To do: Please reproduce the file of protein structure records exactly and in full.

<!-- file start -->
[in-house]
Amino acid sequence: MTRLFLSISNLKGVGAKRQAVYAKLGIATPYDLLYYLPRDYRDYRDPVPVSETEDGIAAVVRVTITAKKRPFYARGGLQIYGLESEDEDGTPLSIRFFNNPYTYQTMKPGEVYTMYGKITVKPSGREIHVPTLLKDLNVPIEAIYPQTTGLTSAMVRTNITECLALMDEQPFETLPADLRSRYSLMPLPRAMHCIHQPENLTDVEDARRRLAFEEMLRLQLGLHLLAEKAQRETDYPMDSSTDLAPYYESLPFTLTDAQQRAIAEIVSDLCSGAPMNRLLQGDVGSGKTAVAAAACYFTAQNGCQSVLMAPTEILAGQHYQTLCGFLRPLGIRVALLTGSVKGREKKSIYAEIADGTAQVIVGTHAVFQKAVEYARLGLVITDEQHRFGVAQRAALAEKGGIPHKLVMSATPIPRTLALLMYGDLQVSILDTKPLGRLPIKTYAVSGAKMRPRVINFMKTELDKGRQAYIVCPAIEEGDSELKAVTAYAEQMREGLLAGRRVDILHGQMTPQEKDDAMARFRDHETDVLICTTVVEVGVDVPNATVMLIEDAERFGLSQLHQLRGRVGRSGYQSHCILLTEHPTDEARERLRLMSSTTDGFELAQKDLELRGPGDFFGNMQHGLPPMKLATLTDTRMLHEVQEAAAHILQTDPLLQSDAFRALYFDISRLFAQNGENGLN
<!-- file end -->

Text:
[in-house]
Amino acid sequence: MTRLFLSISNLKGVGAKRQAVYAKLGIATPYDLLYYLPRDYRDYRDPVPVSETEDGIAAVVRVTITAKKRPFYARGGLQIYGLESEDEDGTPLSIRFFNNPYTYQTMKPGEVYTMYGKITVKPSGREIHVPTLLKDLNVPIEAIYPQTTGLTSAMVRTNITECLALMDEQPFETLPADLRSRYSLMPLPRAMHCIHQPENLTDVEDARRRLAFEEMLRLQLGLHLLAEKAQRETDYPMDSSTDLAPYYESLPFTLTDAQQRAIAEIVSDLCSGAPMNRLLQGDVGSGKTAVAAAACYFTAQNGCQSVLMAPTEILAGQHYQTLCGFLRPLGIRVALLTGSVKGREKKSIYAEIADGTAQVIVGTHAVFQKAVEYARLGLVITDEQHRFGVAQRAALAEKGGIPHKLVMSATPIPRTLALLMYGDLQVSILDTKPLGRLPIKTYAVSGAKMRPRVINFMKTELDKGRQAYIVCPAIEEGDSELKAVTAYAEQMREGLLAGRRVDILHGQMTPQEKDDAMARFRDHETDVLICTTVVEVGVDVPNATVMLIEDAERFGLSQLHQLRGRVGRSGYQSHCILLTEHPTDEARERLRLMSSTTDGFELAQKDLELRGPGDFFGNMQHGLPPMKLATLTDTRMLHEVQEAAAHILQTDPLLQSDAFRALYFDISRLFAQNGENGLN